Uncle Kent 2
Directed by Todd Rohal
Opens November 11 at the Alamo Drafthouse
Usually the most salient praise that can be afforded a sequel or remake is that its existence owes more to inspiration than to accounting, but in the case of Uncle Kent 2, that’s something of a backhanded compliment. Reprising a modestly successful 2011 micro-indie, there are no focus groups or fan-sites willing this movie into existence. In fact, the whole endeavor is unavoidably perverse: the backstory that’s typically the marketers’ chief asset is, in this case, at least as likely to be a hurdle.
The original Uncle Kent is one of Joe Swanberg’s pieces of collaborative portraiture, a work of fiction deeply grounded in the daily life of its writer-producer-star Kent Osborne, 40-ish writer and director of children’s cartoons. UK2 begins as a literal continuation of the earlier film, with a 12-minute opening sequence directed by Swanberg, in which Osborne pitches his idea for a sequel. Swanberg first shoots him down, then encourages him to find another director for the project and, accordingly, hands the movie over to headliner Todd Rohal, whose films include The Catechism Cataclysm and The Guatemalan Handshake.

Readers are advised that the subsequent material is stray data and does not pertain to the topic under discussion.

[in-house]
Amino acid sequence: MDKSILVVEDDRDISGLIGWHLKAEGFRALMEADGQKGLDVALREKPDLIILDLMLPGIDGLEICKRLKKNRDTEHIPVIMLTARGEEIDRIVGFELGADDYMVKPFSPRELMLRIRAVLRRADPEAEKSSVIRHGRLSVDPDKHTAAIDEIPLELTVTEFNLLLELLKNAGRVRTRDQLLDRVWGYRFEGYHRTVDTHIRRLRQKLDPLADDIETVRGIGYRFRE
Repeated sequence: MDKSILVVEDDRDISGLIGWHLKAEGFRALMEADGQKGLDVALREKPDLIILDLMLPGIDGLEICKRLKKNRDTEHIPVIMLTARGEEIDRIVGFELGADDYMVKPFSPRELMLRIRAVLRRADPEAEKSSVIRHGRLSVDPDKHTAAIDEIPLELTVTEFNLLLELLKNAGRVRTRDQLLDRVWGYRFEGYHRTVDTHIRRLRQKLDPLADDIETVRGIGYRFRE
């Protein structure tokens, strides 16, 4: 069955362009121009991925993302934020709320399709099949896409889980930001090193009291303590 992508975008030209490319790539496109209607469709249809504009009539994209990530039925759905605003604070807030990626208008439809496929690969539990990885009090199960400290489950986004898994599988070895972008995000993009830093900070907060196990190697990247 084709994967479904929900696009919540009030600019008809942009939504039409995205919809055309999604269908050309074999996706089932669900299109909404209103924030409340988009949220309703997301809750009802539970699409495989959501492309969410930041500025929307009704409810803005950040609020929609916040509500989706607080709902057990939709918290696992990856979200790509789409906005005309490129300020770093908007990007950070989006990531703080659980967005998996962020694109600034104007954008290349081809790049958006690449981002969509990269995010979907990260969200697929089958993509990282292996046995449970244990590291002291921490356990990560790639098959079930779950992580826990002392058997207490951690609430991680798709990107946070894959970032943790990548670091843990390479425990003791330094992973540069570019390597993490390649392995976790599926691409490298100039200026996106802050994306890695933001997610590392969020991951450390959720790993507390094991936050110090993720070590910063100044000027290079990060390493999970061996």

The head-scratching reflexivity of that setup offers a good indication of Rohal’s broader designs here. While Swanberg’s mode is observational, Rohal aims for a mixture of low-brow and high-concept—in other words, stoner comedy, but the intellectual kind. The plot finds Osborne increasingly preoccupied with “simulation theory”—essentially, the attempt to put a scholarly gloss on “what if we really are living in the Matrix?”—as a series of strange encounters, apparent hallucinations, and waking dreams lead him to question his own grip on reality.
Rohal’s less successful gambits suggest a see-what-sticks approach that sometimes steps on jokes by straining for WTF reactions. At its best, though, the movie frames Osborne’s neuroses and hangups with a comic bluntness it shares with the star’s longtime employer, the Cartoon Network series Adventure Time, a show so singularly devoted to the imaginative freedom of childhood that it routinely outweirds its overtly druggy Adult Swim cousins. (The kinship is reinforced by the animated flourishes from Adventure Time creator Pendleton Ward.)
At 70-odd minutes, Uncle Kent 2 is gratifyingly modest, but among sequels it manages an uncommon achievement: to stand on its own two feet, without either leaning on its predecessor’s store of goodwill or appearing redundant alongside it.